During the evaluation of possible future maintenance strategies on steam turbine in very short period of time, engineering decision was made by NE Krsko in agreement with Owners to replace the existing two Low Pressure (LP) Turbines with new upgrading LP Turbines. This decision is presented with review of the various steam turbine problems as: SCC on turbine discs; blades cracking; erosion-corrosion with comparison of various maintenance options and efforts undertaken by the NE Krsko to improve performance of the original low pressure turbines. This paper presents the NEK approach to solve the possible future problems with steam turbine operation in NE Krsko as pro-active engineering and maintenance activities on the steam turbine. This paper also presents improvements involving retrofits, confined to the main steam turbine path, with major differences between original and new LP Turbines as beneficial replacement because of turbine MWe upgrading and return capital expenditures.(author)

  4. Mid-section of a can-annular gas turbine engine with a cooling system for the transition

    Science.gov (United States)

    Wiebe, David J.; Rodriguez, Jose L.

    2015-12-08

    A cooling system is provided for a transition (420) of a gas turbine engine (410). The cooling system includes a cowling (460) configured to receive an air flow (111) from an outlet of a compressor section of the gas turbine engine (410). The cowling (460) is positioned adjacent to a region of the transition (420) to cool the transition region upon circulation of the air flow within the cowling (460). The cooling system further includes a manifold (121) to directly couple the air flow (111) from the compressor section outlet to an inlet (462) of the cowling (460). The cowling (460) is configured to circulate the air flow (111) within an interior space (426) of the cowling (460) that extends radially outward from an inner diameter (423) of the cowling to an outer diameter (424) of the cowling at an outer surface.

  5. Engineering analysis of mass flow rate for turbine system control and design

    International Nuclear Information System (INIS)

    Yoo, Yong H.; Suh, Kune Y.

    2011-01-01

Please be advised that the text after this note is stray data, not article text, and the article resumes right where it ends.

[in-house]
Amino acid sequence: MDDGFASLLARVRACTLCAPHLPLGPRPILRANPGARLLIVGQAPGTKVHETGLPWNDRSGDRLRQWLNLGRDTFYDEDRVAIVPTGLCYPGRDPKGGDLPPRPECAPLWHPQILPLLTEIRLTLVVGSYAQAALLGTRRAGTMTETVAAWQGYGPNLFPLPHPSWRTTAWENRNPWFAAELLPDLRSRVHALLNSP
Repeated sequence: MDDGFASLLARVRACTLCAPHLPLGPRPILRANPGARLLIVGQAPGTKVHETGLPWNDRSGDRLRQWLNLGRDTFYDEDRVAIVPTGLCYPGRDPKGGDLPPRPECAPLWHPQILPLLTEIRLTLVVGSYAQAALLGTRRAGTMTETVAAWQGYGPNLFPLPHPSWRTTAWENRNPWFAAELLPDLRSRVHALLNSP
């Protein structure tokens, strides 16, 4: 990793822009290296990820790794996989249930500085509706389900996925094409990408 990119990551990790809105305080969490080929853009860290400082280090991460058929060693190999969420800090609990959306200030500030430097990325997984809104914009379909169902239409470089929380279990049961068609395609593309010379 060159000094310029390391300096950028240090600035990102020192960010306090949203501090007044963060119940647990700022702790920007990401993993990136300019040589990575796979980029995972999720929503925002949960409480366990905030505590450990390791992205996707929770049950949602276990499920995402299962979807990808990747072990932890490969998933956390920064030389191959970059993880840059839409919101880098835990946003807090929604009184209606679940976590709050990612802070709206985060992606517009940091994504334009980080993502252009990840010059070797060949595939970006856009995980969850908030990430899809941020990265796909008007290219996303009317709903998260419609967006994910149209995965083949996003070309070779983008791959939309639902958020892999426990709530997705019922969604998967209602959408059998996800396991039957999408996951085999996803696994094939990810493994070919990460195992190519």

Highlights: → A computer code is written to predict the steam mass flow rate through valves. → A test device is built to study the steam flow characteristics in the control valve. → Mass flow based methodology eases the programming and experimental procedures. → The methodology helps express the characteristics of each device of a turbine system. → The results can commercially be used for design and operation of the turbine system. - Abstract: The mass flow rate is determined in the steam turbine system by the area formed between the stem disk and the seat of the control valve. For precise control the steam mass flow rate should be known given the stem lift. However, since the thermal hydraulic characteristics of steam coming from the generator or boiler are changed going through each device, it is hard to accurately predict the steam mass flow rate. Thus, to precisely determine the steam mass flow rate, a methodology and theory are developed in designing the turbine system manufactured for the nuclear and fossil power plants. From the steam generator or boiler to the first bunch of turbine blades, the steam passes by a stop valve, a control valve and the first nozzle, each of which is connected with piping. The corresponding steam mass flow rate can ultimately be computed if the thermal and hydraulic conditions are defined at the stop valve, control valve and pipes. The steam properties at the inlet of each device are changed at its outlet due to geometry. The Compressed Adiabatic Massflow Analysis (CAMA) computer code is written to predict the steam mass flow rate through valves. The Valve Engineered Layout Operation (VELO) test device is built to experimentally study the flow characteristics of steam flowing inside the control valve with the CAMA input data. The Widows' Creek type control valve was selected as reference. CAMA is expected to be commercially utilized to accurately design and operate the turbine system for fossil as well as nuclear power